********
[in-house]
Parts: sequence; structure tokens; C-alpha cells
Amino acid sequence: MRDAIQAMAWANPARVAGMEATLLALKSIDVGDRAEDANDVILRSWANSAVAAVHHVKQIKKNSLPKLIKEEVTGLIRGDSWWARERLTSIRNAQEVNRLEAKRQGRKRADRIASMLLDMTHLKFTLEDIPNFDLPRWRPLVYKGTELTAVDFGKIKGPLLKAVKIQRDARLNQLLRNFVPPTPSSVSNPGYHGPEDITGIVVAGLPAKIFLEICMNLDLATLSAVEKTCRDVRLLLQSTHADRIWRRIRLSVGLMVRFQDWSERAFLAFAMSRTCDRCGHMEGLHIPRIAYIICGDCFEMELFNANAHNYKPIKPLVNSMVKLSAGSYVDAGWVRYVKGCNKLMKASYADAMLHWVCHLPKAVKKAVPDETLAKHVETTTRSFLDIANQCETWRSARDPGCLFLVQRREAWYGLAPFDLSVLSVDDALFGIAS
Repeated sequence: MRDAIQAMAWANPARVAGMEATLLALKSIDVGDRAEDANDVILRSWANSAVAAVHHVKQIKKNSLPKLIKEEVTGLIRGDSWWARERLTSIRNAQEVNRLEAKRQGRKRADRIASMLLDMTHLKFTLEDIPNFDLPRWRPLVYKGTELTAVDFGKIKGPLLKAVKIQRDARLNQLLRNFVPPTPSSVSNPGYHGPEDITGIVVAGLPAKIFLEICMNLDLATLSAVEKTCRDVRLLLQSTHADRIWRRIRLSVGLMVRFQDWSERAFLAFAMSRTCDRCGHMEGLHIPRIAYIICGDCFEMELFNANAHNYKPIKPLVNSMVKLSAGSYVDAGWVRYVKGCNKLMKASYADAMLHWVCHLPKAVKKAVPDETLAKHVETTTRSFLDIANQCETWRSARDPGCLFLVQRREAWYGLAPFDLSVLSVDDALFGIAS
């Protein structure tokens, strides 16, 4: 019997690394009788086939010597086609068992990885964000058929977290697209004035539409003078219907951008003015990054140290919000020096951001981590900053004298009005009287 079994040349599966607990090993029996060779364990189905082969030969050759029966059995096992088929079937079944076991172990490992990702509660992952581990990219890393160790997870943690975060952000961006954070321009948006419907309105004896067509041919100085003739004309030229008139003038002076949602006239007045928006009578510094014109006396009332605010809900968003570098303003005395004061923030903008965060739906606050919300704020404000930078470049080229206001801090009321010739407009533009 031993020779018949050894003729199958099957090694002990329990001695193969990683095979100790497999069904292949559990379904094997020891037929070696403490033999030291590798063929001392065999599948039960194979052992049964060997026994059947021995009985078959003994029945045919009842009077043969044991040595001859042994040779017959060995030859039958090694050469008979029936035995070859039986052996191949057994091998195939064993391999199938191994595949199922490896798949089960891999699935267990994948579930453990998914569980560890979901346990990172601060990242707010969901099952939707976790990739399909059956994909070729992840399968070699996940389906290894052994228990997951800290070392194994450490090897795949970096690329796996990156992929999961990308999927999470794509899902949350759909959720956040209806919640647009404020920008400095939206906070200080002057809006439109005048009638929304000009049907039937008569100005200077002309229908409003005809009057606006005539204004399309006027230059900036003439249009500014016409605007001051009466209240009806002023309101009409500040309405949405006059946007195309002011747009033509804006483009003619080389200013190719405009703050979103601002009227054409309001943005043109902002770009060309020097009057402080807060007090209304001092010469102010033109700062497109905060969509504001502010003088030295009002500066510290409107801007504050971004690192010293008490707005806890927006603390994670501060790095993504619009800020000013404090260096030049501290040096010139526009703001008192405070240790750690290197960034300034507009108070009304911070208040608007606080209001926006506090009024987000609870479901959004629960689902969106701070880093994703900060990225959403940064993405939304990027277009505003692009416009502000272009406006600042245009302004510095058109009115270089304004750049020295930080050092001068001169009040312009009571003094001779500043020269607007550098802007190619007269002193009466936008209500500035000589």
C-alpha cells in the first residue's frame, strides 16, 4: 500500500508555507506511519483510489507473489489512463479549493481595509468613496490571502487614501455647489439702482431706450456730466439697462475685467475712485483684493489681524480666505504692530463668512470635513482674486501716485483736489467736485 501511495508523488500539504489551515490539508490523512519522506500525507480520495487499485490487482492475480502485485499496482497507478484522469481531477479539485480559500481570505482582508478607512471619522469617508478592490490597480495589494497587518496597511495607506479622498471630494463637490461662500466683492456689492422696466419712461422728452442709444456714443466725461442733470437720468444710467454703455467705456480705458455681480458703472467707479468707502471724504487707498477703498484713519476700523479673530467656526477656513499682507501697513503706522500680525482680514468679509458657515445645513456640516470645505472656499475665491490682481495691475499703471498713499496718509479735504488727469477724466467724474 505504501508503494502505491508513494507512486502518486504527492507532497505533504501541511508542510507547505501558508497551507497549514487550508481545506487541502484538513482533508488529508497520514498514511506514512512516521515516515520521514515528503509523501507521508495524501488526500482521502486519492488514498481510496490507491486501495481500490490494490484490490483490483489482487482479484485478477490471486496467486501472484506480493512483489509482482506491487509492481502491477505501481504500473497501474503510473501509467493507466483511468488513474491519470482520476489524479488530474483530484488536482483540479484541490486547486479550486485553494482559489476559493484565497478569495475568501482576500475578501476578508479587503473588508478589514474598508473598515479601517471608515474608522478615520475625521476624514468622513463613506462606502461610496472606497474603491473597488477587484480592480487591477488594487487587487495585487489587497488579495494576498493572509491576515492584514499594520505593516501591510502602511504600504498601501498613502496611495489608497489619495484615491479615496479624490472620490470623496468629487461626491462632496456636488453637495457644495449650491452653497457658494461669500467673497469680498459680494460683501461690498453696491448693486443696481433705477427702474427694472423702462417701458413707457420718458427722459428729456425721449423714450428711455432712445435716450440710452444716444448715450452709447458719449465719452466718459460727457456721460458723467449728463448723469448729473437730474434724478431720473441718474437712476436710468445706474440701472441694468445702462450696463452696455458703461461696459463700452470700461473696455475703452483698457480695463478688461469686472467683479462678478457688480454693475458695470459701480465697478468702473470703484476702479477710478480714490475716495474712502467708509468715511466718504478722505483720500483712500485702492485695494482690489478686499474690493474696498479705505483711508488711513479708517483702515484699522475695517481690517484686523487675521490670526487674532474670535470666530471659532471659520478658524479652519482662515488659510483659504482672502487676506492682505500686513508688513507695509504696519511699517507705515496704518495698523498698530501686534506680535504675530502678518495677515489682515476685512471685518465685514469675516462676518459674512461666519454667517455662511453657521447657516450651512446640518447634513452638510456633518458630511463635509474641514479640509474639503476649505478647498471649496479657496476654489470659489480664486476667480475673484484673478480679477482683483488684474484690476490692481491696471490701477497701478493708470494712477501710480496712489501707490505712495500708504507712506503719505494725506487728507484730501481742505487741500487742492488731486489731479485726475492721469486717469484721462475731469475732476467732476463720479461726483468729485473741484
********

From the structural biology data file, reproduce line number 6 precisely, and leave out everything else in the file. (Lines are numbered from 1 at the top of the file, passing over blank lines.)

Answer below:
C-alpha cells in the first residue's frame, strides 16, 4: 500500500508555507506511519483510489507473489489512463479549493481595509468613496490571502487614501455647489439702482431706450456730466439697462475685467475712485483684493489681524480666505504692530463668512470635513482674486501716485483736489467736485 501511495508523488500539504489551515490539508490523512519522506500525507480520495487499485490487482492475480502485485499496482497507478484522469481531477479539485480559500481570505482582508478607512471619522469617508478592490490597480495589494497587518496597511495607506479622498471630494463637490461662500466683492456689492422696466419712461422728452442709444456714443466725461442733470437720468444710467454703455467705456480705458455681480458703472467707479468707502471724504487707498477703498484713519476700523479673530467656526477656513499682507501697513503706522500680525482680514468679509458657515445645513456640516470645505472656499475665491490682481495691475499703471498713499496718509479735504488727469477724466467724474 505504501508503494502505491508513494507512486502518486504527492507532497505533504501541511508542510507547505501558508497551507497549514487550508481545506487541502484538513482533508488529508497520514498514511506514512512516521515516515520521514515528503509523501507521508495524501488526500482521502486519492488514498481510496490507491486501495481500490490494490484490490483490483489482487482479484485478477490471486496467486501472484506480493512483489509482482506491487509492481502491477505501481504500473497501474503510473501509467493507466483511468488513474491519470482520476489524479488530474483530484488536482483540479484541490486547486479550486485553494482559489476559493484565497478569495475568501482576500475578501476578508479587503473588508478589514474598508473598515479601517471608515474608522478615520475625521476624514468622513463613506462606502461610496472606497474603491473597488477587484480592480487591477488594487487587487495585487489587497488579495494576498493572509491576515492584514499594520505593516501591510502602511504600504498601501498613502496611495489608497489619495484615491479615496479624490472620490470623496468629487461626491462632496456636488453637495457644495449650491452653497457658494461669500467673497469680498459680494460683501461690498453696491448693486443696481433705477427702474427694472423702462417701458413707457420718458427722459428729456425721449423714450428711455432712445435716450440710452444716444448715450452709447458719449465719452466718459460727457456721460458723467449728463448723469448729473437730474434724478431720473441718474437712476436710468445706474440701472441694468445702462450696463452696455458703461461696459463700452470700461473696455475703452483698457480695463478688461469686472467683479462678478457688480454693475458695470459701480465697478468702473470703484476702479477710478480714490475716495474712502467708509468715511466718504478722505483720500483712500485702492485695494482690489478686499474690493474696498479705505483711508488711513479708517483702515484699522475695517481690517484686523487675521490670526487674532474670535470666530471659532471659520478658524479652519482662515488659510483659504482672502487676506492682505500686513508688513507695509504696519511699517507705515496704518495698523498698530501686534506680535504675530502678518495677515489682515476685512471685518465685514469675516462676518459674512461666519454667517455662511453657521447657516450651512446640518447634513452638510456633518458630511463635509474641514479640509474639503476649505478647498471649496479657496476654489470659489480664486476667480475673484484673478480679477482683483488684474484690476490692481491696471490701477497701478493708470494712477501710480496712489501707490505712495500708504507712506503719505494725506487728507484730501481742505487741500487742492488731486489731479485726475492721469486717469484721462475731469475732476467732476463720479461726483468729485473741484